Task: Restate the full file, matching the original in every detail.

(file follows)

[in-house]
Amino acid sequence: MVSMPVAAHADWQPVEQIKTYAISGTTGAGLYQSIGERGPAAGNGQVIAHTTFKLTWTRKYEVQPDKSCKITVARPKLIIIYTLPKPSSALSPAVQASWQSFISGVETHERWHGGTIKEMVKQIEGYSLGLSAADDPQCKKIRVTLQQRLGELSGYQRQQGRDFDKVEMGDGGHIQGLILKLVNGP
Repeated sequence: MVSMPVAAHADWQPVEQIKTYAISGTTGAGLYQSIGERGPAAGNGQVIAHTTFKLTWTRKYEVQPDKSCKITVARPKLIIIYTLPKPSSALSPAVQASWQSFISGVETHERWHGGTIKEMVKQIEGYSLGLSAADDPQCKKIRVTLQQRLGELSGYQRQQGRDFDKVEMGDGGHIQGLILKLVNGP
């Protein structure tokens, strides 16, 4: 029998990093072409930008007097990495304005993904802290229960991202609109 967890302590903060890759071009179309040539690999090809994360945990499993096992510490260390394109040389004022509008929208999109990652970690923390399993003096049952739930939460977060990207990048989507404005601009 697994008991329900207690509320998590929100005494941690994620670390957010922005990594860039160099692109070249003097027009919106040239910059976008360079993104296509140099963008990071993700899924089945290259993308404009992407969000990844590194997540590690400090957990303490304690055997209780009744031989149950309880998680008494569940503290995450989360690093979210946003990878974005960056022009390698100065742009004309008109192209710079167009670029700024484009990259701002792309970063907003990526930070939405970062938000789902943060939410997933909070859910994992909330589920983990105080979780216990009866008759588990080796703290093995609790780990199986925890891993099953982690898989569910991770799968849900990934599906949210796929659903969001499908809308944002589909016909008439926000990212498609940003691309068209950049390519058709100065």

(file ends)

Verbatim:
[in-house]
Amino acid sequence: MVSMPVAAHADWQPVEQIKTYAISGTTGAGLYQSIGERGPAAGNGQVIAHTTFKLTWTRKYEVQPDKSCKITVARPKLIIIYTLPKPSSALSPAVQASWQSFISGVETHERWHGGTIKEMVKQIEGYSLGLSAADDPQCKKIRVTLQQRLGELSGYQRQQGRDFDKVEMGDGGHIQGLILKLVNGP
Repeated sequence: MVSMPVAAHADWQPVEQIKTYAISGTTGAGLYQSIGERGPAAGNGQVIAHTTFKLTWTRKYEVQPDKSCKITVARPKLIIIYTLPKPSSALSPAVQASWQSFISGVETHERWHGGTIKEMVKQIEGYSLGLSAADDPQCKKIRVTLQQRLGELSGYQRQQGRDFDKVEMGDGGHIQGLILKLVNGP
């Protein structure tokens, strides 16, 4: 029998990093072409930008007097990495304005993904802290229960991202609109 967890302590903060890759071009179309040539690999090809994360945990499993096992510490260390394109040389004022509008929208999109990652970690923390399993003096049952739930939460977060990207990048989507404005601009 697994008991329900207690509320998590929100005494941690994620670390957010922005990594860039160099692109070249003097027009919106040239910059976008360079993104296509140099963008990071993700899924089945290259993308404009992407969000990844590194997540590690400090957990303490304690055997209780009744031989149950309880998680008494569940503290995450989360690093979210946003990878974005960056022009390698100065742009004309008109192209710079167009670029700024484009990259701002792309970063907003990526930070939405970062938000789902943060939410997933909070859910994992909330589920983990105080979780216990009866008759588990080796703290093995609790780990199986925890891993099953982690898989569910991770799968849900990934599906949210796929659903969001499908809308944002589909016909008439926000990212498609940003691309068209950049390519058709100065």